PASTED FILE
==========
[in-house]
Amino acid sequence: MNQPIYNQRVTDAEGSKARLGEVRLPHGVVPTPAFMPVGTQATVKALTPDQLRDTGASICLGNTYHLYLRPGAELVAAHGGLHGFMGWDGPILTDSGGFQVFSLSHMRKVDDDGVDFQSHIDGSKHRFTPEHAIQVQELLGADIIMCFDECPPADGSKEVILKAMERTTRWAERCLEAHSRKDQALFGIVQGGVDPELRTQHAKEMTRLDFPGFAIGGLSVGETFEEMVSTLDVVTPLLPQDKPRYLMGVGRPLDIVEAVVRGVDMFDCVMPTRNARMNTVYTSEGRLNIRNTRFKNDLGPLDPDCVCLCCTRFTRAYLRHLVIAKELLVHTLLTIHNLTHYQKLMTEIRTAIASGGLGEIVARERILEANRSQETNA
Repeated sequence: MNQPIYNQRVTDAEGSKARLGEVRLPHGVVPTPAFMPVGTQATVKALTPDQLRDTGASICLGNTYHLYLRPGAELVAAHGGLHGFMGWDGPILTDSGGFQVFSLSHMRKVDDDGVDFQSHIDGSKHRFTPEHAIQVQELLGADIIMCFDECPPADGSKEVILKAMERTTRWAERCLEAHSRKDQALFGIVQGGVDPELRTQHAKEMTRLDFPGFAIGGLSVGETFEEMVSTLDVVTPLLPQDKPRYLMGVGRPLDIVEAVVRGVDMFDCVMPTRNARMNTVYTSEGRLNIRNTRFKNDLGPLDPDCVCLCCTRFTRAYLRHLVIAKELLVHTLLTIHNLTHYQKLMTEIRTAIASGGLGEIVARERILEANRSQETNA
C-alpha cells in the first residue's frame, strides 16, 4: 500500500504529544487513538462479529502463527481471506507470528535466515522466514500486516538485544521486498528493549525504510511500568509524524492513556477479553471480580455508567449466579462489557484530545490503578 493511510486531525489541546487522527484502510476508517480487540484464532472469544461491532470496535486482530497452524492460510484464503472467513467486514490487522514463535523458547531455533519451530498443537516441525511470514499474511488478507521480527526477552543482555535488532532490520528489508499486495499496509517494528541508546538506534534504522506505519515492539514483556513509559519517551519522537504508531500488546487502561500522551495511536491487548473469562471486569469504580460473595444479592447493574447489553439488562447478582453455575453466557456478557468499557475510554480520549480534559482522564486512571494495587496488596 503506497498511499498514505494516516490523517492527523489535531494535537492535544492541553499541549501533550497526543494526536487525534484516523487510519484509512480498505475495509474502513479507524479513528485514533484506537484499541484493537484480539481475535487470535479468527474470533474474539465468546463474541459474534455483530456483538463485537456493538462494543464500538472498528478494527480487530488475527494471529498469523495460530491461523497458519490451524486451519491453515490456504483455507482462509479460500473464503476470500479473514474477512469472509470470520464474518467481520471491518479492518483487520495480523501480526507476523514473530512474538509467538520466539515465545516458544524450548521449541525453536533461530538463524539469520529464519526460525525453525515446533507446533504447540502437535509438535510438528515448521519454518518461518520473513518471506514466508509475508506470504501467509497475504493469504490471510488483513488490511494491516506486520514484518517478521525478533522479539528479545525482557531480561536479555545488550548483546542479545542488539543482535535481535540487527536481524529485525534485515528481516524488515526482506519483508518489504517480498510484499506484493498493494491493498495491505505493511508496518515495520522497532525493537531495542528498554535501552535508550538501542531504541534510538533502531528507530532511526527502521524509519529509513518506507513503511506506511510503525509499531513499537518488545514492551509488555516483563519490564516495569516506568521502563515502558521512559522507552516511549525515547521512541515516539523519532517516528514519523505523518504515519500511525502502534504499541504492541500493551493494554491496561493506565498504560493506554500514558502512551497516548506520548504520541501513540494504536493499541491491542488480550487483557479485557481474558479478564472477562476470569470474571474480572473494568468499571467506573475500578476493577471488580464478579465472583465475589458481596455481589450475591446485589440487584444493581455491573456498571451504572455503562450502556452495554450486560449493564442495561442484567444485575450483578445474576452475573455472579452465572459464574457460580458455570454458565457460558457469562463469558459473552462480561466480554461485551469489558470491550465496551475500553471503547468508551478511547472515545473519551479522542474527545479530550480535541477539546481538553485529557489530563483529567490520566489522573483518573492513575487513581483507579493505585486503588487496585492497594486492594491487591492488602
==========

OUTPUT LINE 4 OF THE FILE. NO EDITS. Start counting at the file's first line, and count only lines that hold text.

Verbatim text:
C-alpha cells in the first residue's frame, strides 16, 4: 500500500504529544487513538462479529502463527481471506507470528535466515522466514500486516538485544521486498528493549525504510511500568509524524492513556477479553471480580455508567449466579462489557484530545490503578 493511510486531525489541546487522527484502510476508517480487540484464532472469544461491532470496535486482530497452524492460510484464503472467513467486514490487522514463535523458547531455533519451530498443537516441525511470514499474511488478507521480527526477552543482555535488532532490520528489508499486495499496509517494528541508546538506534534504522506505519515492539514483556513509559519517551519522537504508531500488546487502561500522551495511536491487548473469562471486569469504580460473595444479592447493574447489553439488562447478582453455575453466557456478557468499557475510554480520549480534559482522564486512571494495587496488596 503506497498511499498514505494516516490523517492527523489535531494535537492535544492541553499541549501533550497526543494526536487525534484516523487510519484509512480498505475495509474502513479507524479513528485514533484506537484499541484493537484480539481475535487470535479468527474470533474474539465468546463474541459474534455483530456483538463485537456493538462494543464500538472498528478494527480487530488475527494471529498469523495460530491461523497458519490451524486451519491453515490456504483455507482462509479460500473464503476470500479473514474477512469472509470470520464474518467481520471491518479492518483487520495480523501480526507476523514473530512474538509467538520466539515465545516458544524450548521449541525453536533461530538463524539469520529464519526460525525453525515446533507446533504447540502437535509438535510438528515448521519454518518461518520473513518471506514466508509475508506470504501467509497475504493469504490471510488483513488490511494491516506486520514484518517478521525478533522479539528479545525482557531480561536479555545488550548483546542479545542488539543482535535481535540487527536481524529485525534485515528481516524488515526482506519483508518489504517480498510484499506484493498493494491493498495491505505493511508496518515495520522497532525493537531495542528498554535501552535508550538501542531504541534510538533502531528507530532511526527502521524509519529509513518506507513503511506506511510503525509499531513499537518488545514492551509488555516483563519490564516495569516506568521502563515502558521512559522507552516511549525515547521512541515516539523519532517516528514519523505523518504515519500511525502502534504499541504492541500493551493494554491496561493506565498504560493506554500514558502512551497516548506520548504520541501513540494504536493499541491491542488480550487483557479485557481474558479478564472477562476470569470474571474480572473494568468499571467506573475500578476493577471488580464478579465472583465475589458481596455481589450475591446485589440487584444493581455491573456498571451504572455503562450502556452495554450486560449493564442495561442484567444485575450483578445474576452475573455472579452465572459464574457460580458455570454458565457460558457469562463469558459473552462480561466480554461485551469489558470491550465496551475500553471503547468508551478511547472515545473519551479522542474527545479530550480535541477539546481538553485529557489530563483529567490520566489522573483518573492513575487513581483507579493505585486503588487496585492497594486492594491487591492488602